Research limitations/implications

The copper lines are transferred to relatively small substrates. The process needs to be scaled up to accommodate larger substrates in order to fully exploit its potential for PCBs.

Originality/value

The paper presents a fundamentally different approach to transfer micron scale pattern using a maskless technology. The platform technology involves using a mask to pattern each substrate; this work shows that micron scale patterns can be transferred without masking by optimising electrochemical reactor technology.

Details

Circuit World, vol. 35 no. 3
Type: Research Article
ISSN: 0305-6120

Keywords

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Article

Wenchao Zhou, Drew Loney, Andrei G. Fedorov, F. Levent Degertekin and David W. Rosen

– The aim of this paper is to advance the understanding of the droplet deposition process to better predict and control the manufacturing results for ink-jet deposition.

Abstract

Purpose

The aim of this paper is to advance the understanding of the droplet deposition process to better predict and control the manufacturing results for ink-jet deposition.

Design/methodology/approach

As material interface has both geometric and physical significance to manufacturing, the approach the authors take is to study the interface evolution during the material joining process in ink-jet deposition using a novel shape metric and a previously developed powerful simulation tool. This tool is an experimentally validated numerical solver based on the combination of the lattice Boltzmann method and the phase-field model that enabled efficient simulation of multiple-droplet interactions in three dimensions.

Findings

The underlying physics of two-droplet interaction is carefully examined, which provides deep insights into the effects of the printing conditions on the interface evolution of multiple-droplet interaction. By studying line printing, it is found that increasing impact velocity or decreasing fluid viscosity can reduce manufacturing time. For array printing, the authors have found the issue of air bubble entrapment that can lead to voids in the manufactured parts.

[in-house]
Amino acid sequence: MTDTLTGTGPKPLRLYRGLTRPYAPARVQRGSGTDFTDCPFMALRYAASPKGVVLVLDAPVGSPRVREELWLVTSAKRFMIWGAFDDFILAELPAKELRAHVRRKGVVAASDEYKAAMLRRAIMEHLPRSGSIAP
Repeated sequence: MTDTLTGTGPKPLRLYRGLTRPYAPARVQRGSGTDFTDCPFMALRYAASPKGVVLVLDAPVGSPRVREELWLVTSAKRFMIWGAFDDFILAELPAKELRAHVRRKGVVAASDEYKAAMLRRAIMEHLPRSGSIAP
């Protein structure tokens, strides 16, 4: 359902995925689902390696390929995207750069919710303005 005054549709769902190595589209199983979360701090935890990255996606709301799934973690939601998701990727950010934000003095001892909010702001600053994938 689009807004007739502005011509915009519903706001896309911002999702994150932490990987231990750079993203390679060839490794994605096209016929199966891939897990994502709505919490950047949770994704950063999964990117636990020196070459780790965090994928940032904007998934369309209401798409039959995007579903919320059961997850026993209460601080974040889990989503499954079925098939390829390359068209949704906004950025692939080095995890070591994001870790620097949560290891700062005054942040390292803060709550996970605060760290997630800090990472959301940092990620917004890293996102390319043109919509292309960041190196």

Research limitations/implications

The array of droplets impinges simultaneously, in contrast to most ink-jet printers. Sequential impingement of lines of droplet needs to be studied. Also, impingement on non-planar surfaces has not been investigated yet, but is important for additive manufacturing. Finally, it is recognized that the droplet hardening mechanisms need to be incorporated in the simulation tool to predict and control the final shape and size of the arbitrary features and manufacturing time for ink-jet deposition.

Practical implications

The research findings in this paper imply opportunities for optimization of printing conditions and print head design. Furthermore, if precise droplet control can be achieved, it may be possible to eliminate the need for leveling roller in the current commercial printers to save machine and manufacturing cost.

Originality/value

This work represents one of the first attempts for a systematic study of the interface dynamics of multiple-droplet interaction in ink-jet deposition enabled by the novel shape metric proposed in the paper and a previously developed numerical solver. The findings in this paper advanced the understanding of the droplet deposition process. The physics-based approach of analyzing the simulation results of the interface dynamics provides deep insights into how to predict and control the manufacturing relevant outcomes, and optimization of the deposition parameters is made possible under the same framework.

Details

Rapid Prototyping Journal, vol. 21 no. 4
Type: Research Article
ISSN: 1355-2546

Keywords

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Article

Robert Kay and Marc Desmulliez

The purpose of this paper is to present a detailed overview of the current stencil printing process for microelectronic packaging.

Abstract

Purpose

The purpose of this paper is to present a detailed overview of the current stencil printing process for microelectronic packaging.

Design/methodology/approach

This paper gives a thorough review of stencil printing for electronic packaging including the current state of the art.

Findings

This article explains the different stencil technologies and printing materials. It then examines the various factors that determine the outcome of a successful printing process, including printing parameters, materials, apparatus and squeegees. Relevant technical innovations in the art of stencil printing for microelectronics packaging are examined as each part of the printing process is explained.

Originality/value

Stencil printing is currently the cheapest and highest throughput technique to create the mechanical and electrically conductive connections between substrates, bare die, packaged chips and discrete components. As a result, this process is used extensively in the electronic packaging industry and therefore such a review paper should be of interest to a large selection of the electronics interconnect and assembly community.

Details

Soldering & Surface Mount Technology, vol. 24 no. 1
Type: Research Article
ISSN: 0954-0911

Keywords